Time for the latest installment in my "Ten Favorite" series. This time, it's all about the dames, the dinguses, the shamuses, the femmes fatale. Back alleys and broken dreams all the way.
I first encountered film noir when I was in high school. Our local PBS station showed classic movies on Saturday nights, and I would record them if they sounded interesting, then watch them later. One week, they showed The Big Sleep (1946). I'd recently read the book, my first taste of Raymond Chandler's amazing writing. I found the movie entrancing, this completely new-to-me style of gritty locations, tough characters, unsavory goings-on, and breathtakingly beautiful cinematography. With just that one movie, I fell in love with a whole film style I hadn't known existed.
In case you're not familiar with it, film noir means "black/dark film" in French, and these movies are generally very dark indeed. Usually, there's a crime committed and someone trying to right the wrong or solve the case. Usually, there are tough men and tougher women -- some evil and some good and most in the grey area in between. Usually, there's a sad ending, though not always -- most of my favorites end relatively happily. But always, there is darkness.
So anyway, here are my ten favorite noir films. Six are classic noir from the '40s, three are amazing neo-noir films, and one you could kind of call kiddie-noir, I guess. As usual, I've provided my own descriptions and comments, and a link to my review if I've done one here before.
1. Laura (1944)
While solving the murder of beautiful Laura Hunt (Gene Tierney), Detective Mark McPherson (Dana Andrews) falls in love with her memory. One of the most haunting murder mysteries with one of the biggest plot twists.
2. Road to Perdition (2002)
A hitman (Tom Hanks) takes his son (Tyler Hoechlin) on the run, seeking vengeance for the brutal murder of his wife and other son. Brilliant acting from all involved, including Paul Newman, Jude Law, Jennifer Jason Leigh, and some dude named Daniel Craig.
3. The Maltese Falcon (1941)
PI Sam Spade (Humphrey Bogart) searches for a missing statue, going up against every archetypical noir character in the process. Gunsels, damsels in distress, femmes fatale, eccentric criminals -- they're all here, and all terrific.
4. LA Confidential (1997)
Three Hollywood cops (Russell Crowe, Kevin Spacey, and Guy Pearce) wrestle with corruption, vice, murder, and conspiracy. One of the most intricately plotted movies ever, with all kinds of disparate strands woven together to form a dazzling whole.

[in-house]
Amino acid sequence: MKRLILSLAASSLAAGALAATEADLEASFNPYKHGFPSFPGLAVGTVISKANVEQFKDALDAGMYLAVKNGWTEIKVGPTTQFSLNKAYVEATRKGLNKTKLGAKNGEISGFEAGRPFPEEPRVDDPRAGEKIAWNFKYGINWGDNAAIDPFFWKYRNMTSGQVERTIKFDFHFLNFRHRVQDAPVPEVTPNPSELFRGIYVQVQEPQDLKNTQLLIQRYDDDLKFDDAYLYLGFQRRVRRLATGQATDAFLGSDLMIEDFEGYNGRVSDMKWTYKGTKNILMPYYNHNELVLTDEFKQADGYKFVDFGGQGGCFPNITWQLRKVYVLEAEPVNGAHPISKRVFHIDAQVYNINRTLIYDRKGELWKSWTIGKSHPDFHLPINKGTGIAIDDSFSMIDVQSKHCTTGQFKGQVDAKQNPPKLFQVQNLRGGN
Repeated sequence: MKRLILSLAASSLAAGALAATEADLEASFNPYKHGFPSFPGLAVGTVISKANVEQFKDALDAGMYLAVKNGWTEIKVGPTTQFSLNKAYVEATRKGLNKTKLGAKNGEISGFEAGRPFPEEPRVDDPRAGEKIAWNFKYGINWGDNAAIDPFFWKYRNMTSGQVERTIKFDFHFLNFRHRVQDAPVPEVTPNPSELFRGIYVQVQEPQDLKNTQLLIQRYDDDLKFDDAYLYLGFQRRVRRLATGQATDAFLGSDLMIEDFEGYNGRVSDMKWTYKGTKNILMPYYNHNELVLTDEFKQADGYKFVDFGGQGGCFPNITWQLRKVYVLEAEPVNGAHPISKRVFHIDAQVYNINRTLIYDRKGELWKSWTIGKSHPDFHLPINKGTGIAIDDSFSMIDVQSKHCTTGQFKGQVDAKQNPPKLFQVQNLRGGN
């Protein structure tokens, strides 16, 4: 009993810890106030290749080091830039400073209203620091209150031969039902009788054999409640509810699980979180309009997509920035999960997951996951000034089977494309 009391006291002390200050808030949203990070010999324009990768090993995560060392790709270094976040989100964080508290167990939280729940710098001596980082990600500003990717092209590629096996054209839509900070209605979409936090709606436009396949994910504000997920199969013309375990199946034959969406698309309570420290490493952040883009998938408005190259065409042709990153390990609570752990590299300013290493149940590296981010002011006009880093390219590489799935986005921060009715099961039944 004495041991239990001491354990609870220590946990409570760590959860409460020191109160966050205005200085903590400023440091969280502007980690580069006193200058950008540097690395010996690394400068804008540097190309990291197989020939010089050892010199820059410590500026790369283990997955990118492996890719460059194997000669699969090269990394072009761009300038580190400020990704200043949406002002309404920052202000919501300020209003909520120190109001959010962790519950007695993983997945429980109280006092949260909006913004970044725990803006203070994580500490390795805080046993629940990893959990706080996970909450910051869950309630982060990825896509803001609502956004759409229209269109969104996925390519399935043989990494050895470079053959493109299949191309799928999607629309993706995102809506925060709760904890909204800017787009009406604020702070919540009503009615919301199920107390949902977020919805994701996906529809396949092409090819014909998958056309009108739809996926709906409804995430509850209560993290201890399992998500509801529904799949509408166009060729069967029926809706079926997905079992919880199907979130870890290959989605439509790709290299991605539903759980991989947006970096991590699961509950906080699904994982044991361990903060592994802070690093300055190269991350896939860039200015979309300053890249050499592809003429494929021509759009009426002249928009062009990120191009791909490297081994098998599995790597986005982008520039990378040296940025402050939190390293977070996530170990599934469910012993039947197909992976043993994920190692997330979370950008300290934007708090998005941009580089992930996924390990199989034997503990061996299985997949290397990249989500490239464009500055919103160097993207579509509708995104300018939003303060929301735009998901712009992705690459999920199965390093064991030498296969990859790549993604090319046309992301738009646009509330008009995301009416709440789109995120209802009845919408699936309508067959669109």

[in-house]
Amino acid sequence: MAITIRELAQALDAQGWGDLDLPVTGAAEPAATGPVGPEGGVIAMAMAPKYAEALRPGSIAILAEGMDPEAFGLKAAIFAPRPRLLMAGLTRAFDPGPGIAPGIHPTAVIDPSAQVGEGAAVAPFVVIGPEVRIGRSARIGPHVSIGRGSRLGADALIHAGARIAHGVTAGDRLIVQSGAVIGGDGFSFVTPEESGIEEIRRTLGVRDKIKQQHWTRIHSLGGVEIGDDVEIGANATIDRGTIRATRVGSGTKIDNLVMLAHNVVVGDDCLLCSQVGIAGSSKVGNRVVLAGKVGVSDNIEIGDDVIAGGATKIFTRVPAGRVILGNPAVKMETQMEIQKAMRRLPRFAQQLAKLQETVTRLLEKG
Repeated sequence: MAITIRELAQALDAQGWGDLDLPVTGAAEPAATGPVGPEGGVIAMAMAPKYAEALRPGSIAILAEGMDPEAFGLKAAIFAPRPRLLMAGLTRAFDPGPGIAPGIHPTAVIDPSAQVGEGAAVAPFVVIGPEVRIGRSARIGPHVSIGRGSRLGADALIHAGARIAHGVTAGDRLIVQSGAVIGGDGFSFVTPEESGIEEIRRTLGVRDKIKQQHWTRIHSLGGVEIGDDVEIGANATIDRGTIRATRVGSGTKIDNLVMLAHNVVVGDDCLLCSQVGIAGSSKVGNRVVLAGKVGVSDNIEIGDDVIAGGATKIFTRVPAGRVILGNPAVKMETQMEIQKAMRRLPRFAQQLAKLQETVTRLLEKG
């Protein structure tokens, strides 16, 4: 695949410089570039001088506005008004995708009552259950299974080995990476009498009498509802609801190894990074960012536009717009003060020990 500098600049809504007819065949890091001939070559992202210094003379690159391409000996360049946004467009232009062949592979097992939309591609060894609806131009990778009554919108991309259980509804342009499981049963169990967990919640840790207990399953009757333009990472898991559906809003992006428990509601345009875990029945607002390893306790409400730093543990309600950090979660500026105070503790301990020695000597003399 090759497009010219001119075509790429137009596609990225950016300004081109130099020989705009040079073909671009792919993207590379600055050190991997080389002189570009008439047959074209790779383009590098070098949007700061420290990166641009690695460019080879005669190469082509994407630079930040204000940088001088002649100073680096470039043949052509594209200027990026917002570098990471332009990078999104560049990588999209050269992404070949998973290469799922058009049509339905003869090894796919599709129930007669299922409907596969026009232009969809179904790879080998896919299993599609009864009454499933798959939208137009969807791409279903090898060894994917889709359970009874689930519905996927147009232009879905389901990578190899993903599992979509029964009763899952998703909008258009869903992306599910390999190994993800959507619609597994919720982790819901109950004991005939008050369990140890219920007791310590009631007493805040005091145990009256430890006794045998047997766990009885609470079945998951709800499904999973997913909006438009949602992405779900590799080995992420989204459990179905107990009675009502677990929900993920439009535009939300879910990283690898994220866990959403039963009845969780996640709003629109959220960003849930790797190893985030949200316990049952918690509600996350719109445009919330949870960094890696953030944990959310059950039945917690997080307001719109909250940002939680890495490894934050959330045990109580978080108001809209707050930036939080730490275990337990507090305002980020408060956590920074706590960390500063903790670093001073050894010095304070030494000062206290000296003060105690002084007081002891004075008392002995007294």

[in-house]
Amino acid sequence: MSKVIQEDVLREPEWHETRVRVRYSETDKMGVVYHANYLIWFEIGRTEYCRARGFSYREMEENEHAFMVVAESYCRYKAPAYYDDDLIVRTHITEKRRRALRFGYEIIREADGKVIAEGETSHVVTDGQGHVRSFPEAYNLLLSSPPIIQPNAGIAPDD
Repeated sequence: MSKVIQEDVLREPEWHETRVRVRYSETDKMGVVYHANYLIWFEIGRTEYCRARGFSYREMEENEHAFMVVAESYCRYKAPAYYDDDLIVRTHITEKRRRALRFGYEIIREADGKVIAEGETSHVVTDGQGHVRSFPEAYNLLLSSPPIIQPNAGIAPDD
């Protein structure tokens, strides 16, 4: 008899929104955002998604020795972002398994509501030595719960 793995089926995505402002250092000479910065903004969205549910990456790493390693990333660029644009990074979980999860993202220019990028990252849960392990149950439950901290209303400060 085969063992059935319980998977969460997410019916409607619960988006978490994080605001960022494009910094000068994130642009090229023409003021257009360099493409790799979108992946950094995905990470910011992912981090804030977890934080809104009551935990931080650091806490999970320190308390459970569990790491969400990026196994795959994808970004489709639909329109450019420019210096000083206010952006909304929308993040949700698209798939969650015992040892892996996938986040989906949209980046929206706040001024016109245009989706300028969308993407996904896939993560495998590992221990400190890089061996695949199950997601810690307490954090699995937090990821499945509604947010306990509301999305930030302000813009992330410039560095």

5. To Have and Have Not (1944)
Fisherman Harry Morgan (Humphrey Bogart) gets tangled up with a wandering woman (Lauren Bacall) and a bunch of anti-Nazi French patriots during WWII. Loosely based on characters from the Ernest Hemingway novel by the same title.
6. Brick (2005)
Highschool loner Brendan (Joseph Gordon-Levitt) investigates the murder of the girl he may have loved, discovering a teenage underworld in the process. One of the most creative movies I've ever seen.
7. The Big Sleep (1946)
PI Philip Marlowe (Humphrey Bogart) takes a case for a wealthy family with a lot of secrets. Pairs Bogart again with the love of his real life, Lauren Bacall.
8. Swamp Water (1941)
An innocent bayou dweller (Dana Andrews) gets mixed up with a fugitive (Walter Brennan) and his daughter in the Okefenokee Swamp. A very sweet movie in many ways.
9. Dick Tracy (1990)
Straight-as-an-arrow police detective Dick Tracy (Warren Beatty) battles mobsters with names like Big Boy Caprice (Al Pacino), 88 Keys (Mandy Patinkin), Breathless Mahoney (Madonna), and Mumbles (Dustin Hoffman). The best film adaptation of a comic strip I've ever seen. The funny names and bright colors make it seem like child's play, but it's got a pretty serious storyline.
10. Fallen Angel (1945)
A con man (Dana Andrews) hits town intending to seduce a lonely spinster (Alice Faye) out of her money while carrying on with a waitress (Linda Darnell) on the side. Nothing goes as he planned. This is noir, after all.
EDIT: I feel like I need to post a warning here. Brick, L.A. Confidential, and Road to Perdition are rated R. Brick and Road to Perdition are R for violence and strong language. L.A. Confidential is R for violence, strong language, and sexual content, and it very much earns that R rating. It looks like Clearplay has filters for all three, and I strongly recommend using one for L.A. Confidential if you decide you want to see it. But it is not in any way a "family friendly" movie. The other two would clean up fairly easily.